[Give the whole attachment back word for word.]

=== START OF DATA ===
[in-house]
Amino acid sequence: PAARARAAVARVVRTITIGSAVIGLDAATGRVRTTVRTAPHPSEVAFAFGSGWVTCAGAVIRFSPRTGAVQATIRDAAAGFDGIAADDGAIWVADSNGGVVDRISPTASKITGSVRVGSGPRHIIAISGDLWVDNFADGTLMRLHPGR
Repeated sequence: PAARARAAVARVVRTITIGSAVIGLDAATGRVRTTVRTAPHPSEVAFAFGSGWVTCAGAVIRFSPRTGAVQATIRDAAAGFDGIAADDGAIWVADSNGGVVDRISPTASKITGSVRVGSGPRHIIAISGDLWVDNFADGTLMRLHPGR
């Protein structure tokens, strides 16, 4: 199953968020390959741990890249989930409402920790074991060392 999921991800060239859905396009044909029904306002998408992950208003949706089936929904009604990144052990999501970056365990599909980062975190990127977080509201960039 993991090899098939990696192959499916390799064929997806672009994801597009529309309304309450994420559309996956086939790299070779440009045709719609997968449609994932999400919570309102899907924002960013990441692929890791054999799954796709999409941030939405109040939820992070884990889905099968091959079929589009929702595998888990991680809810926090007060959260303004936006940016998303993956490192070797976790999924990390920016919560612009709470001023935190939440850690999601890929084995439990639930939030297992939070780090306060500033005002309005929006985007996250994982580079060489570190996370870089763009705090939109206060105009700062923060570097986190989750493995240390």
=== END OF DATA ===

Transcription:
[in-house]
Amino acid sequence: PAARARAAVARVVRTITIGSAVIGLDAATGRVRTTVRTAPHPSEVAFAFGSGWVTCAGAVIRFSPRTGAVQATIRDAAAGFDGIAADDGAIWVADSNGGVVDRISPTASKITGSVRVGSGPRHIIAISGDLWVDNFADGTLMRLHPGR
Repeated sequence: PAARARAAVARVVRTITIGSAVIGLDAATGRVRTTVRTAPHPSEVAFAFGSGWVTCAGAVIRFSPRTGAVQATIRDAAAGFDGIAADDGAIWVADSNGGVVDRISPTASKITGSVRVGSGPRHIIAISGDLWVDNFADGTLMRLHPGR
């Protein structure tokens, strides 16, 4: 199953968020390959741990890249989930409402920790074991060392 999921991800060239859905396009044909029904306002998408992950208003949706089936929904009604990144052990999501970056365990599909980062975190990127977080509201960039 993991090899098939990696192959499916390799064929997806672009994801597009529309309304309450994420559309996956086939790299070779440009045709719609997968449609994932999400919570309102899907924002960013990441692929890791054999799954796709999409941030939405109040939820992070884990889905099968091959079929589009929702595998888990991680809810926090007060959260303004936006940016998303993956490192070797976790999924990390920016919560612009709470001023935190939440850690999601890929084995439990639930939030297992939070780090306060500033005002309005929006985007996250994982580079060489570190996370870089763009705090939109206060105009700062923060570097986190989750493995240390």